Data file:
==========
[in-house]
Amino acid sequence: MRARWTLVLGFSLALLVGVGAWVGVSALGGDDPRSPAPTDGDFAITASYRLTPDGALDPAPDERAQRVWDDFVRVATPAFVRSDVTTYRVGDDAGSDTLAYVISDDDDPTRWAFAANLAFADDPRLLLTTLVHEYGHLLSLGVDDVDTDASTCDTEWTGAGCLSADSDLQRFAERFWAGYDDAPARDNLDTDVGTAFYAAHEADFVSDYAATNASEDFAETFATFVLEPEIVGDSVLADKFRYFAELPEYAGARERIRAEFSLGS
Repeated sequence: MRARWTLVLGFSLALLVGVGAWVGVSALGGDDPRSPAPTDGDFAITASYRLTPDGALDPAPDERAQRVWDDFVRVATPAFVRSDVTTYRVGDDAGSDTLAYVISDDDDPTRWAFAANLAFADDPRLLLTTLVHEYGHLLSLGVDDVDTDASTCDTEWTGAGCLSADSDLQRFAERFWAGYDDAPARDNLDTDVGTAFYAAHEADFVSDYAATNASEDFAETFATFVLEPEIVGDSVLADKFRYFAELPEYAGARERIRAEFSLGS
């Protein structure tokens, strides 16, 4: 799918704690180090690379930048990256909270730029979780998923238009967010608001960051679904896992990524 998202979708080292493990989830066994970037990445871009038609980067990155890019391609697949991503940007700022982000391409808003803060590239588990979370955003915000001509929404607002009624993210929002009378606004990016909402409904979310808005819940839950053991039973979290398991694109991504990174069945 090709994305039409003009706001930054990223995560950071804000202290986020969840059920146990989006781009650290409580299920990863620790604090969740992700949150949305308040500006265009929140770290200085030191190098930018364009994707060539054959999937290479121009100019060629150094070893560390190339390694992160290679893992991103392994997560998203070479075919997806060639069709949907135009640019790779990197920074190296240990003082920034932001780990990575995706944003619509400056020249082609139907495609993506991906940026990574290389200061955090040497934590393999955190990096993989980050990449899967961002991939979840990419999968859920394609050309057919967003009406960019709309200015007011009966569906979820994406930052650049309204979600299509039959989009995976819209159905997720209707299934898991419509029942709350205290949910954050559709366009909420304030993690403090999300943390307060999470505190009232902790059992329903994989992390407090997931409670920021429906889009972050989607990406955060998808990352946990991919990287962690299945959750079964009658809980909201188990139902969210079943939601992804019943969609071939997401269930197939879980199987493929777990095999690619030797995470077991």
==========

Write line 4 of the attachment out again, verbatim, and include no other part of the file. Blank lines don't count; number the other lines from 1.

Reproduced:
């Protein structure tokens, strides 16, 4: 799918704690180090690379930048990256909270730029979780998923238009967010608001960051679904896992990524 998202979708080292493990989830066994970037990445871009038609980067990155890019391609697949991503940007700022982000391409808003803060590239588990979370955003915000001509929404607002009624993210929002009378606004990016909402409904979310808005819940839950053991039973979290398991694109991504990174069945 090709994305039409003009706001930054990223995560950071804000202290986020969840059920146990989006781009650290409580299920990863620790604090969740992700949150949305308040500006265009929140770290200085030191190098930018364009994707060539054959999937290479121009100019060629150094070893560390190339390694992160290679893992991103392994997560998203070479075919997806060639069709949907135009640019790779990197920074190296240990003082920034932001780990990575995706944003619509400056020249082609139907495609993506991906940026990574290389200061955090040497934590393999955190990096993989980050990449899967961002991939979840990419999968859920394609050309057919967003009406960019709309200015007011009966569906979820994406930052650049309204979600299509039959989009995976819209159905997720209707299934898991419509029942709350205290949910954050559709366009909420304030993690403090999300943390307060999470505190009232902790059992329903994989992390407090997931409670920021429906889009972050989607990406955060998808990352946990991919990287962690299945959750079964009658809980909201188990139902969210079943939601992804019943969609071939997401269930197939879980199987493929777990095999690619030797995470077991």